"The thing that is difficult for me to understand is that the March 2017 letter talks about the policy going forward," Haines said. "We believed at the time we had met the test because we had done drawn downs of more than we needed to." 

The city now had to spend a lot more money than originally planned for in the 2017-2018 CDBG annual action plan, Haines said. The Auburn City Council had already approved the action plan for submission to HUD on Feb. 16, 2017, prior to the city's notice of the regulation change. So city planning staff came up with an amendment plan to "get more money out the door," Haines said. The amendment included funding for projects like the Schine Theater restoration, the Owasco River Greenway Trail and the Casey Park playground.

"There were multiple projects for a lot of money included in that amendment," Haines said. "In that list, the majority are construction projects, and in order to get money out the door with construction projects, there's a lot to do ahead of time. The winter made it hard. We have done a lot and have tried. In order to get that money out the door, we have to go through the proper procurement procedures. We were trying to get as much out the door properly."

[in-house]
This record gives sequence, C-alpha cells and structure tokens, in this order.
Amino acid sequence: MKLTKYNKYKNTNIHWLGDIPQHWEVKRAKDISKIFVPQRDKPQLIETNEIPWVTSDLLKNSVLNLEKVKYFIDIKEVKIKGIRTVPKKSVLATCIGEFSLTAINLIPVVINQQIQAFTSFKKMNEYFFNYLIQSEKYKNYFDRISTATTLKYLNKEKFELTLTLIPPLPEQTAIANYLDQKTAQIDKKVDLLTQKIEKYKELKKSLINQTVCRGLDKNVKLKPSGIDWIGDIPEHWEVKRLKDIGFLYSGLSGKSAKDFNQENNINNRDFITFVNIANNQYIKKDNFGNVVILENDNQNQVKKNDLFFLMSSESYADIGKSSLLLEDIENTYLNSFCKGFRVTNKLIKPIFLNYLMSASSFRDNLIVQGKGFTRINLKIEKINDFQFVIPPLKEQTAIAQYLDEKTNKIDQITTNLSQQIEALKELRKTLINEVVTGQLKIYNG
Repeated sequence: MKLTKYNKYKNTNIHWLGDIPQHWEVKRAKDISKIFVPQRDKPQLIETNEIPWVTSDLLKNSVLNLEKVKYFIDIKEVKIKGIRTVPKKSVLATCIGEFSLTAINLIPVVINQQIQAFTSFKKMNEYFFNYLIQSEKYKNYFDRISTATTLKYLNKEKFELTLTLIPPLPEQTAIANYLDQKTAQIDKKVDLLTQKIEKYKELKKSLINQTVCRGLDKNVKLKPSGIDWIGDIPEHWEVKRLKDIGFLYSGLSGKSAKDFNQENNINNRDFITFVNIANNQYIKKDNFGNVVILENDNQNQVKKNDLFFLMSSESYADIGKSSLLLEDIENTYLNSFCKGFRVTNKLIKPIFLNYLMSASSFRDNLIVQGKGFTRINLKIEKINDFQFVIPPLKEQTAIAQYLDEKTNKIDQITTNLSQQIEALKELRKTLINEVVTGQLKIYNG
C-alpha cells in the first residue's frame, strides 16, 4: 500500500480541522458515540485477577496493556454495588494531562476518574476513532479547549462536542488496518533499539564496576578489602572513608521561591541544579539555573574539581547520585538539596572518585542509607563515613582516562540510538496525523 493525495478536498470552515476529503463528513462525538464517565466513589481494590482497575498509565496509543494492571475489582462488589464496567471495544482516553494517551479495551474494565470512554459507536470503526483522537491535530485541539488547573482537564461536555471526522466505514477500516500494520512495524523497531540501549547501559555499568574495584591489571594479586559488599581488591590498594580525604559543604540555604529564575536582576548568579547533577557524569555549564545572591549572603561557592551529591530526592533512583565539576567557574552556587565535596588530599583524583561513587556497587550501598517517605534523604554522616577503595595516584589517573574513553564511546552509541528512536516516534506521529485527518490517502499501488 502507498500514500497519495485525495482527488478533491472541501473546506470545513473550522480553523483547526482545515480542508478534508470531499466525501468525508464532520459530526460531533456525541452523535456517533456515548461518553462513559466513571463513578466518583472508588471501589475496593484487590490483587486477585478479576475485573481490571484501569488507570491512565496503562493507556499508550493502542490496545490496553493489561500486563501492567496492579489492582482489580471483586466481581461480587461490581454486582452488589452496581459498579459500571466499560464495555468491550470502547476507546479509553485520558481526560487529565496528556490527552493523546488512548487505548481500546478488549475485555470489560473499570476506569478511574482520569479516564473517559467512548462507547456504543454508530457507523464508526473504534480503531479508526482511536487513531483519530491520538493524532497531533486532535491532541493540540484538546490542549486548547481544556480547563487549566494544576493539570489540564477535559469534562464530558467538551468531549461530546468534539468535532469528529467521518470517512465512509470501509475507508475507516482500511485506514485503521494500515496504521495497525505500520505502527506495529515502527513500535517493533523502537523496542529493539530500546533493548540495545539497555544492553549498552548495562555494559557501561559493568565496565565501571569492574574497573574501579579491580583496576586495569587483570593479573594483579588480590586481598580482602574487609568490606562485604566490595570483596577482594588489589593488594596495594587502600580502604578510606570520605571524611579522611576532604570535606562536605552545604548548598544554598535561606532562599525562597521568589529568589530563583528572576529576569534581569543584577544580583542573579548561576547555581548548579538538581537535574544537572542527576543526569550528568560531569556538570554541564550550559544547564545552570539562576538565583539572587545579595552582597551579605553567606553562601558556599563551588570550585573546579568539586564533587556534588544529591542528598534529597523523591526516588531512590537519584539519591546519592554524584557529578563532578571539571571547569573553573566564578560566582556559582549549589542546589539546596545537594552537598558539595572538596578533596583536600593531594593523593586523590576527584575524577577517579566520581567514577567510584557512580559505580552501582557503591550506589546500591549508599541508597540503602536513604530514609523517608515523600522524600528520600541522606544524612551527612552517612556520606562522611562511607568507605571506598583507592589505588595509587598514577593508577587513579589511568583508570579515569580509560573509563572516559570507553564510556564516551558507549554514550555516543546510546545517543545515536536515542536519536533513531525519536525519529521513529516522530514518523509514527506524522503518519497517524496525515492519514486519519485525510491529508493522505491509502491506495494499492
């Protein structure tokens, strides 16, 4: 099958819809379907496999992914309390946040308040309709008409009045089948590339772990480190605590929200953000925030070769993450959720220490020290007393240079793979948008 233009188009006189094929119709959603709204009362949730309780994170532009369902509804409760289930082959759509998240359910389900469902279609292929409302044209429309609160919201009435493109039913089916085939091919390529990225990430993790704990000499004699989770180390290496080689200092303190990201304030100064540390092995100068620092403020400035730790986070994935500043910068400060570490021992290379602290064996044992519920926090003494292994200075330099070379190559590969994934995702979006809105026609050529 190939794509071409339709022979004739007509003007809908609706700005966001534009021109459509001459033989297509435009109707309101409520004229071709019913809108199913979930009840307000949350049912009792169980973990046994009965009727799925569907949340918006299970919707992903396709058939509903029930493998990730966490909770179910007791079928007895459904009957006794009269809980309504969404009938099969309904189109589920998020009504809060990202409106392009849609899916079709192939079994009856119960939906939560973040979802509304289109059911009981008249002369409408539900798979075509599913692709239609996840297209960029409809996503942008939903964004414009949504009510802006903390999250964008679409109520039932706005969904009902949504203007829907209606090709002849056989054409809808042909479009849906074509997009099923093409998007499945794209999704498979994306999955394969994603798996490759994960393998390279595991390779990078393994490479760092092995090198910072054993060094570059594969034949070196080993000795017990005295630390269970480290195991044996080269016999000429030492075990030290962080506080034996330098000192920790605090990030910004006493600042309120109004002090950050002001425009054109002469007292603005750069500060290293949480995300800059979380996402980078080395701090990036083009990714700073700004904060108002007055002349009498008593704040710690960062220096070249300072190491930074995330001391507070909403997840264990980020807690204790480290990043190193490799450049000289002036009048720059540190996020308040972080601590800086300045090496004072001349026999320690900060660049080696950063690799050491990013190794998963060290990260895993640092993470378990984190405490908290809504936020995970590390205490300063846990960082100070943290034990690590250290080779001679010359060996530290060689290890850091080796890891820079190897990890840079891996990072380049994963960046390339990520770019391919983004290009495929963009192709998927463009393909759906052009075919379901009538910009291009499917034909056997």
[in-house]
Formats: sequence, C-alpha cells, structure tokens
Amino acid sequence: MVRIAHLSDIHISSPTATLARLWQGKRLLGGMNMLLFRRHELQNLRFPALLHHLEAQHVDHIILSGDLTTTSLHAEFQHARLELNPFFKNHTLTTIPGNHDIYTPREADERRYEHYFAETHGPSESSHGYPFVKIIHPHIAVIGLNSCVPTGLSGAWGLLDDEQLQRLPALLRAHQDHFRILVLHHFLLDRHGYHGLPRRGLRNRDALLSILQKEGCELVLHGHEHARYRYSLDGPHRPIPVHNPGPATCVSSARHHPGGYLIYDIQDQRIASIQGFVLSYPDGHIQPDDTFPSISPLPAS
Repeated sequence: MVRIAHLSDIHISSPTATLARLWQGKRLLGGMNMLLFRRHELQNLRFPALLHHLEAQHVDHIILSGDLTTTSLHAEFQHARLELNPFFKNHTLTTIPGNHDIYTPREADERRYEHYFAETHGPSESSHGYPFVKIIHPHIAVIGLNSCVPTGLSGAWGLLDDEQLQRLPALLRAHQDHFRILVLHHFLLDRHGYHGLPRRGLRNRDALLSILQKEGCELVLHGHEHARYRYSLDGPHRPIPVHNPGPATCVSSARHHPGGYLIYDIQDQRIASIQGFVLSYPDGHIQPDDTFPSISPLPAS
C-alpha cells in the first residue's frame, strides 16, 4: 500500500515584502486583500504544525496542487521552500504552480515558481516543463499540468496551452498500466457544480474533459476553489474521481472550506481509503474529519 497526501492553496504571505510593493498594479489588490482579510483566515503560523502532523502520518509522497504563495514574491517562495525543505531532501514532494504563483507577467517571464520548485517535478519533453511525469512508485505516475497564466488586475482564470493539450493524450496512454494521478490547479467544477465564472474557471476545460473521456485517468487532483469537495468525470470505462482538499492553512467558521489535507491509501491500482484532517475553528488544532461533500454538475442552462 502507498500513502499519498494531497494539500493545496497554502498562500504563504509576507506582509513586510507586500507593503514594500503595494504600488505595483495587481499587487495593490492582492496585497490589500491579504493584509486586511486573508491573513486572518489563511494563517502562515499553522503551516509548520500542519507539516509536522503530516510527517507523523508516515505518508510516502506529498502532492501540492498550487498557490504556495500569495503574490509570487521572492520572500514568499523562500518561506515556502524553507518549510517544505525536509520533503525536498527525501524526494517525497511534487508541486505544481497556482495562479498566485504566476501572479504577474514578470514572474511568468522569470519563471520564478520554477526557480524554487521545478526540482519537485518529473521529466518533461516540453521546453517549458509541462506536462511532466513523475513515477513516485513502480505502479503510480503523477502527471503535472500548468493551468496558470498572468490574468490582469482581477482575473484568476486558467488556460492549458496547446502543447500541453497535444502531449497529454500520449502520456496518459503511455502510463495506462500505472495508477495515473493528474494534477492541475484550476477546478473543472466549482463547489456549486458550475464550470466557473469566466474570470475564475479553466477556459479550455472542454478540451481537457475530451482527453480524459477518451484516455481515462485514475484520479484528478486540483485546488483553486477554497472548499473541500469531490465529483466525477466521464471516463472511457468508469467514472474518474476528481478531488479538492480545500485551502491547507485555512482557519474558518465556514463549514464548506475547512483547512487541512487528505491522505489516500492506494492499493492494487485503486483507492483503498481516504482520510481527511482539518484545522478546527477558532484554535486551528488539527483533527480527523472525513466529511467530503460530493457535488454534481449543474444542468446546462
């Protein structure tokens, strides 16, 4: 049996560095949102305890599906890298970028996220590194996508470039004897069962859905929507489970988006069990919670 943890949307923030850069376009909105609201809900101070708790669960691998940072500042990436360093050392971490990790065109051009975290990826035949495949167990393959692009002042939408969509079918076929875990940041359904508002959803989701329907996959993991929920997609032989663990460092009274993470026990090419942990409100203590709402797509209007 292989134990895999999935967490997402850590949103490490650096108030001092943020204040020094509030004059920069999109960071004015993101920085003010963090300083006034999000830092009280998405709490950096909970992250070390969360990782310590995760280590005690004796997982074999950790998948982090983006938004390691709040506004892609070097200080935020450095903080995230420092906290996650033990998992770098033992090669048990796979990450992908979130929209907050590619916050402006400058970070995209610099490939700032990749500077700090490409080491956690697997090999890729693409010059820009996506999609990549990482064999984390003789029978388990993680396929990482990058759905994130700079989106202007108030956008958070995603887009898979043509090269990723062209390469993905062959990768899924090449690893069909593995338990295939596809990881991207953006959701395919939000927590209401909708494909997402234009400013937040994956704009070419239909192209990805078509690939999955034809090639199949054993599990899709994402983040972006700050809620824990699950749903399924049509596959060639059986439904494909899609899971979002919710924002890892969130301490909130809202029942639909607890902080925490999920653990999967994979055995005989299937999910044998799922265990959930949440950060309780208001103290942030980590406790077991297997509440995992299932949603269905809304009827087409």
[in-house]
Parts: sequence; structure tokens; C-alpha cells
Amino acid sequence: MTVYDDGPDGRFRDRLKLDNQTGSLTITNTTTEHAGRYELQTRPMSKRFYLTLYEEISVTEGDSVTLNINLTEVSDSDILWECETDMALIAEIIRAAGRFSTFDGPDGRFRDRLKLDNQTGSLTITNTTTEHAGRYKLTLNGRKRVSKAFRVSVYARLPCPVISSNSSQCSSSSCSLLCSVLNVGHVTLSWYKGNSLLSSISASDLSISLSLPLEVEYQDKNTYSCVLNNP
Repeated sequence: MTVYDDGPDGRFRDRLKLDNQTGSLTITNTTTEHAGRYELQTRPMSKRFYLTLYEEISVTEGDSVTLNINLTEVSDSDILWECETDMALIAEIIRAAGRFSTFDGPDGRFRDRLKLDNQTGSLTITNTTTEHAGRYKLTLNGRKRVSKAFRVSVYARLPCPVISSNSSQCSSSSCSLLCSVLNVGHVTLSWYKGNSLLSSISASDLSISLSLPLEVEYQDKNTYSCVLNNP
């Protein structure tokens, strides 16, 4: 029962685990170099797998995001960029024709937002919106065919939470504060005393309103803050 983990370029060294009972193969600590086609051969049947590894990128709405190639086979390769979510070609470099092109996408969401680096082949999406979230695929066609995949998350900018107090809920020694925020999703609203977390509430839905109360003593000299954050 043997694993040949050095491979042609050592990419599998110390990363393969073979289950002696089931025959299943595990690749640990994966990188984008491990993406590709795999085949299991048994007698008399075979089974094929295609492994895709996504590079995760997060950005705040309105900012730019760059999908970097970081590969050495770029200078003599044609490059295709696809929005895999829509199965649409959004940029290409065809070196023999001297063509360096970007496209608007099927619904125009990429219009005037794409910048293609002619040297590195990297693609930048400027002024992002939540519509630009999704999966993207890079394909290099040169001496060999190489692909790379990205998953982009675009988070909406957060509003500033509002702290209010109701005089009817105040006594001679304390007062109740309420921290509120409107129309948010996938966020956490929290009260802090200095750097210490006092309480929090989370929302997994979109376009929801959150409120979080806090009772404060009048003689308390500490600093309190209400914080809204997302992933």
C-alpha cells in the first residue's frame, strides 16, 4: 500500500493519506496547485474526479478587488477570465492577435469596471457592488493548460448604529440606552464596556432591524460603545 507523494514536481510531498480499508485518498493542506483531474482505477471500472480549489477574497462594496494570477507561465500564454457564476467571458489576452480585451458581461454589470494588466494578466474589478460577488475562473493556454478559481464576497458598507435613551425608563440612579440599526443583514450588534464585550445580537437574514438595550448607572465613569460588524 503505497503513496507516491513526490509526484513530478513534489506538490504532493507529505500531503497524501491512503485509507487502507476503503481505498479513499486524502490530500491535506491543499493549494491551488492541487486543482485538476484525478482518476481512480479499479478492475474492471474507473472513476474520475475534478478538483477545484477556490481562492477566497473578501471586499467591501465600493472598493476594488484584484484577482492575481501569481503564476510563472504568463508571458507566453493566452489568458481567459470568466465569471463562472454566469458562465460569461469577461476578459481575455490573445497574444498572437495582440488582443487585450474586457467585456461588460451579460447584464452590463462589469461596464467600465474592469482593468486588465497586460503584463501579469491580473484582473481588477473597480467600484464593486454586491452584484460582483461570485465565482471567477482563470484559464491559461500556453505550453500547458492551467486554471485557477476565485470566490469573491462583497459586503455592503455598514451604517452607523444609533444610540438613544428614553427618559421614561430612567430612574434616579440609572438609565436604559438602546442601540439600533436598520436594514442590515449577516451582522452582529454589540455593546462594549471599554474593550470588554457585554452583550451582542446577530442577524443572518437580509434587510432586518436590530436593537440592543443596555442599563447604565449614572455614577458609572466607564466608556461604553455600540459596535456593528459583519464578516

The city council approved the the amendments on June 1 and submitted the plan to HUD. However, Haines said the city was not able to move forward with the projects because it did not receive its 2017-2018 grant agreement from HUD until September 2017, which set back the construction timeline on many of the projects. As a result, the city was not able to spend down all of the $3,786,607.57 it needed to before the timeliness test on Feb. 1, 2018. According to Haines, the city was able to spend $2,430,072 from the beginning of March 2017 to the end of February 2018. 

What's next?